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I need to solve the to following integral: $$\int_{-1}^1\frac{1}{\sqrt{1-x^2}}\arctan\frac{11-6\,x}{4\,\sqrt{21}}\mathrm dx.$$

I tried this integral in Mathematica, but it was not able to solve it. An approximate numeric integration gives $1.6449340668482264364724151666460251892189...$ that is close to $\frac{\pi^2}6$. But when I tried to increase the precision above 60 decimal digits, I began to see a tiny difference, which could be interpreted either as a numerical algorithm glitch, or as $\frac{\pi^2}6$ being just an accidentally close value and not the exact answer. Indeed, $\frac{\pi^2}6$ would be a suspiciously nice result for this integral. Anyway, I need your help with this.

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Isn't it an improper integral? – Babak S. May 21 '13 at 2:05
Yes, it is. "An improper integral is a definite integral that has either or both limits infinite or an integrand that approaches infinity at one or more points in the range of integration." – Liu Jin Tsai May 21 '13 at 2:10
up vote 21 down vote accepted

I think the most ecological approach to the problem is as follows:

  1. Denote $x=\sin\varphi$ and recall that $\arctan x=\frac{1}{2i}\ln\frac{1+ix}{1-ix}$. One then obtains the integral $$\frac{1}{2i}\int_{-\pi/2}^{\pi/2}\ln\frac{4\sqrt{21}+i(11-6\sin\varphi)}{4\sqrt{21}-i(11-6\sin\varphi)}d\varphi=\frac{1}{4i}\int_{0}^{2\pi}\ln\frac{4\sqrt{21}+i(11-6\cos\varphi)}{4\sqrt{21}-i(11-6\cos\varphi)}d\varphi,\tag{1}$$ where at the last step we first used the symmetry of sine function to extend the integration to interval $[-\pi,\pi]$, and then made use of periodicity to shift the integration interval and to replace $\sin$ by $\cos$.

  2. There is a well-known integral (see, for example, here) $$\int_{0}^{2\pi}\ln\left(1+r^2-2r\cos\varphi\right)d\varphi=\begin{cases} 0, &\text{for}\; |r|<1,\\ 2\pi\ln r^2, &\text{for}\; |r|>1. \end{cases}\tag{2}$$ Obviously, our integral above is a difference of two integrals of this type. Some care should be taken over multivaluedness of logarithms. This can be handled by saying that the arguments of $4\sqrt{21}\pm i(11-6\cos\varphi)$ belong to $\left(-\frac{\pi}{2},\frac{\pi}{2}\right)$.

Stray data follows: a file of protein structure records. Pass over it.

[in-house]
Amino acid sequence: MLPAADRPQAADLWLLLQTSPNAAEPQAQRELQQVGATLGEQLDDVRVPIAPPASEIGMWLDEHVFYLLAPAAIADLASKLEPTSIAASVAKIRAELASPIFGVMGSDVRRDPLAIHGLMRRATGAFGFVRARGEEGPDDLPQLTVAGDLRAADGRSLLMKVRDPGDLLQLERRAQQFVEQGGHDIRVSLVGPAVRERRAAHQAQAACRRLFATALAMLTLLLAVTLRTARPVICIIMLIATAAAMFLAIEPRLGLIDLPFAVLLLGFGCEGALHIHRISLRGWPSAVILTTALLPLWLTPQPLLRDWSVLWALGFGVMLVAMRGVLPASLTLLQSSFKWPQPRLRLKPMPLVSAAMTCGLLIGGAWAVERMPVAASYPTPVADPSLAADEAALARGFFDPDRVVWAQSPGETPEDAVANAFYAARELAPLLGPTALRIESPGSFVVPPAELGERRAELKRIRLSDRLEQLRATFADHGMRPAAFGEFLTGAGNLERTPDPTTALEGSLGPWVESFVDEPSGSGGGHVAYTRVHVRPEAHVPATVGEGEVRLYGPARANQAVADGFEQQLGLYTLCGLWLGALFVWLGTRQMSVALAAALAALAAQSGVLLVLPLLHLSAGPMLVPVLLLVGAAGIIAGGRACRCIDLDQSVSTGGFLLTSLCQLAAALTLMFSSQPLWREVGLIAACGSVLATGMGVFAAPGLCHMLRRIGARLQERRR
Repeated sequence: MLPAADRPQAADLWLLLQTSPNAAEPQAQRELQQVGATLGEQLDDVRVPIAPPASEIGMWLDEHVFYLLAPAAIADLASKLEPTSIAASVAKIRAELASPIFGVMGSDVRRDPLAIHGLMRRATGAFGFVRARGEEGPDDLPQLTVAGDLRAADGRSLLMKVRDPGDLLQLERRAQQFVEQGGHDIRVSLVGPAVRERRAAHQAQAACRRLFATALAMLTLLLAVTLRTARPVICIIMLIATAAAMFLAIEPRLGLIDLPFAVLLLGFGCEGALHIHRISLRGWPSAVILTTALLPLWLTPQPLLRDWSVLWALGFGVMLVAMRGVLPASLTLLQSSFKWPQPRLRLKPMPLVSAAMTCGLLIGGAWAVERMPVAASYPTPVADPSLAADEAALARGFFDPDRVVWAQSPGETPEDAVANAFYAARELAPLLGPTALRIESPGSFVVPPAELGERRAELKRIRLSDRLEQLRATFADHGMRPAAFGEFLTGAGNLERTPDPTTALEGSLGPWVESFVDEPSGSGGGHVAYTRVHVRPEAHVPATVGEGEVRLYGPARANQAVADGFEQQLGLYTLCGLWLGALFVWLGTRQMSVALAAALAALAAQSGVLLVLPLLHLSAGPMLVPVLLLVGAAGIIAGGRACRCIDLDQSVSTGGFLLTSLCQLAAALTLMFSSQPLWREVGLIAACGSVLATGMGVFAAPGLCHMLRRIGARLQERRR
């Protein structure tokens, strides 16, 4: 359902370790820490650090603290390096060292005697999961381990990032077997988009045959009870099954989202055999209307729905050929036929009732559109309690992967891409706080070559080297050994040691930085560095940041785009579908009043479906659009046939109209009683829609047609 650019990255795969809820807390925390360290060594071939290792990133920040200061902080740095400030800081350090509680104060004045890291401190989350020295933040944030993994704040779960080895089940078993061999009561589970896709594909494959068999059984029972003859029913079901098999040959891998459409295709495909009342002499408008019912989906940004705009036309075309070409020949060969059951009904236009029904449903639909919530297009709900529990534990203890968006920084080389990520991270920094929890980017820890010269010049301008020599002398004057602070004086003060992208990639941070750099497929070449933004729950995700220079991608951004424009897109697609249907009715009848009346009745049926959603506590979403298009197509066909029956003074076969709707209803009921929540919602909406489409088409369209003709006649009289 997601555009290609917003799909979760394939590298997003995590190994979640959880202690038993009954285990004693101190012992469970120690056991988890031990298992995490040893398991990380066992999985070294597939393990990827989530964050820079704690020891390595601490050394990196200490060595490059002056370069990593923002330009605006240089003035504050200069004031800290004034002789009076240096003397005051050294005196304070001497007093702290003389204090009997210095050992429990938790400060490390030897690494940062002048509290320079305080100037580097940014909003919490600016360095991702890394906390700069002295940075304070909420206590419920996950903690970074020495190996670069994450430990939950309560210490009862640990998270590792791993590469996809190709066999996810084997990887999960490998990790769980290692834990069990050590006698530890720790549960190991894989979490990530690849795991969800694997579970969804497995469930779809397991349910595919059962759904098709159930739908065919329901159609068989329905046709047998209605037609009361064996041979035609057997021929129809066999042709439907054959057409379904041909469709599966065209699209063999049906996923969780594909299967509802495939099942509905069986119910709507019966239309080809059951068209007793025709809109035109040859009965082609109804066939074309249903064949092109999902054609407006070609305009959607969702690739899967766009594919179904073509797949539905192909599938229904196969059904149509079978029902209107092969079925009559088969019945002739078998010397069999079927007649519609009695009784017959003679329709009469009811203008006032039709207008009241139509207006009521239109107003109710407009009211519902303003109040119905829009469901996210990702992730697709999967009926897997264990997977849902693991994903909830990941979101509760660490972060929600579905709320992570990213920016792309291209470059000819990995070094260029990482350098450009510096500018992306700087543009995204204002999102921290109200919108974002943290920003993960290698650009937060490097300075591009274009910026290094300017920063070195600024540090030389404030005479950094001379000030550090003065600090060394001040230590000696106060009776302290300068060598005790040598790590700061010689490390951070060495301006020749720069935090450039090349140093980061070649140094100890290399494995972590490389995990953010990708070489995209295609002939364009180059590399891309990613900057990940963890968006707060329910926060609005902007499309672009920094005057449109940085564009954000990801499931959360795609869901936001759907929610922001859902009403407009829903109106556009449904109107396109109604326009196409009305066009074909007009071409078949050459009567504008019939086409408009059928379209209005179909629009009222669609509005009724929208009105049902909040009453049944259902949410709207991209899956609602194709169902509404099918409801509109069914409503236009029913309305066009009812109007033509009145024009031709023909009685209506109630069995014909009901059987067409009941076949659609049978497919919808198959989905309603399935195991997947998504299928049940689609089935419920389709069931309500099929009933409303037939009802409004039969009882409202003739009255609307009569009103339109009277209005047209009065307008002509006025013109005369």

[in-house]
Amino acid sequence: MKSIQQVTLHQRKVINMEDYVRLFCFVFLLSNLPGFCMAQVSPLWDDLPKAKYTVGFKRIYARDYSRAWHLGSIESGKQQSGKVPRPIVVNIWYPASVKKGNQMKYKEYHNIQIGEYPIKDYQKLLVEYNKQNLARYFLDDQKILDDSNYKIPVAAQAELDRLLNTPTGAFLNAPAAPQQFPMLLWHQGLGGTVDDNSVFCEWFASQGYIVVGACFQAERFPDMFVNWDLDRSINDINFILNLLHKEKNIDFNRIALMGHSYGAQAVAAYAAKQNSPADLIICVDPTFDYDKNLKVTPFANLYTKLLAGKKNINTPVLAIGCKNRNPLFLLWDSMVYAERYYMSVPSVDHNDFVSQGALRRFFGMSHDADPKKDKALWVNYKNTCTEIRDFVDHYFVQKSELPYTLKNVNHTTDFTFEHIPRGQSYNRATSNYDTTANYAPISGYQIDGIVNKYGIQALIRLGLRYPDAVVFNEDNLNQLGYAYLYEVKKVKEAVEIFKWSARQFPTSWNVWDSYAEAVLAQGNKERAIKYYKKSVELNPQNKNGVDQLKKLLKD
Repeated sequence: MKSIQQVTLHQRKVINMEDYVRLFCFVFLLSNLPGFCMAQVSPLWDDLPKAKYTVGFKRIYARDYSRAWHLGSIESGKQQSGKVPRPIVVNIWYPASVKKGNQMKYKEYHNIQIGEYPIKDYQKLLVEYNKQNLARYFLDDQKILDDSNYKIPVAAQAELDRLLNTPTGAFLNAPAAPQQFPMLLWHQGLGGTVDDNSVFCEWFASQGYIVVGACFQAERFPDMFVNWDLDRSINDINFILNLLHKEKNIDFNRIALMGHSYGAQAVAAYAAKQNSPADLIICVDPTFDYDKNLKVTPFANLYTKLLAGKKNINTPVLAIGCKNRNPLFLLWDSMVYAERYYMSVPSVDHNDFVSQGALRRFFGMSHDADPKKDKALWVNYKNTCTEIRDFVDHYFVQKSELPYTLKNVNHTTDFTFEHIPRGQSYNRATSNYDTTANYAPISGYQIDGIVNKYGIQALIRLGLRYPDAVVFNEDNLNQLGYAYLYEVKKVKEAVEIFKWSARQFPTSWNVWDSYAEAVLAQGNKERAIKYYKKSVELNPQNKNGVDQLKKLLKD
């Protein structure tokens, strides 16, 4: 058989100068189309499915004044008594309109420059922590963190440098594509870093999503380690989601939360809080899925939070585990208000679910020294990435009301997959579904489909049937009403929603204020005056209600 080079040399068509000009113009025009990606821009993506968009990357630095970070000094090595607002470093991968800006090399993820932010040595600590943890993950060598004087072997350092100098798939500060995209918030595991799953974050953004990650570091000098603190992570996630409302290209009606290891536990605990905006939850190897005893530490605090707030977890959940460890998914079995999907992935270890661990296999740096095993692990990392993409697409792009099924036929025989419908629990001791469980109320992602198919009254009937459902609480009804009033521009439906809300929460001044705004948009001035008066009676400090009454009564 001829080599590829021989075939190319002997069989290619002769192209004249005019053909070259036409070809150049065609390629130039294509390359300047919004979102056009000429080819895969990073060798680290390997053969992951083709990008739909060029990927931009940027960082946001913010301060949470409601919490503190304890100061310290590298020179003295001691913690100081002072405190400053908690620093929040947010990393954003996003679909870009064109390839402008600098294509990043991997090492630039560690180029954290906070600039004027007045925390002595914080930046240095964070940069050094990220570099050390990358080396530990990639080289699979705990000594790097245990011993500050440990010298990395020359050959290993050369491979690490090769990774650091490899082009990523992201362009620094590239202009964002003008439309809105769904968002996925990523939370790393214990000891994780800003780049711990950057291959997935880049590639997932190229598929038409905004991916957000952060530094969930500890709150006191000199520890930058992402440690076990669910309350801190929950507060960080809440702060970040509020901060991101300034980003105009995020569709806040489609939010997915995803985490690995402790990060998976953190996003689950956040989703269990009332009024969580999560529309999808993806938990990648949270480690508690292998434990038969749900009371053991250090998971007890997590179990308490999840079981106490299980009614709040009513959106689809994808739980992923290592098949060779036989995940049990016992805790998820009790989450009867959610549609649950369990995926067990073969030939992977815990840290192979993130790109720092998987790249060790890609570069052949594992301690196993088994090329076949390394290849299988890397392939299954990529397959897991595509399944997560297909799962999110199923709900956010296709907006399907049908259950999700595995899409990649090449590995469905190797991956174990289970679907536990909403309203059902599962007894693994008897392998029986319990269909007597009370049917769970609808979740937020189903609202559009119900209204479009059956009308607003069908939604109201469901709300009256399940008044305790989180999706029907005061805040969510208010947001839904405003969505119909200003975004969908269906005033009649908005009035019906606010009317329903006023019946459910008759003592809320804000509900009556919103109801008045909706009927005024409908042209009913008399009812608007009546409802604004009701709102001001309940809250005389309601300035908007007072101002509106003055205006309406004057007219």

3. Now we have \begin{align} 4\sqrt{21}\pm i(11-6\cos\varphi)=A_{\pm}\left(1+r_{\pm}^2-2r_{\pm}\cos\varphi\right) \end{align} with $$r_{\pm}=\frac{11-4\sqrt7}{3}e^{\pm i\pi/3},\qquad A_{\pm}=(11+4\sqrt7)e^{\pm i\pi /6}.$$ Since $|r_{\pm}|<1$, the integral (1) reduces to $$\frac{1}{4i}\cdot2\pi\cdot \ln\frac{A_+}{A_-}=\frac{\pi^2}{6}.$$

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Nice answer, thanks! So, there is nothing "magical" about $\sqrt{21}$, right? Is it possible to find a general formula with a parameter(s) such that this integral would be its special case? – Liu Jin Tsai May 21 '13 at 16:42
Yes, exactly. One could put into $\arctan$ any fraction $\frac{ax+b}{cx+d}$ and would still be able to obtain the solution. However, keeping parameters arbitrary, it may become more tedious to choose logarithm branches correctly. – Start wearing purple May 21 '13 at 16:55

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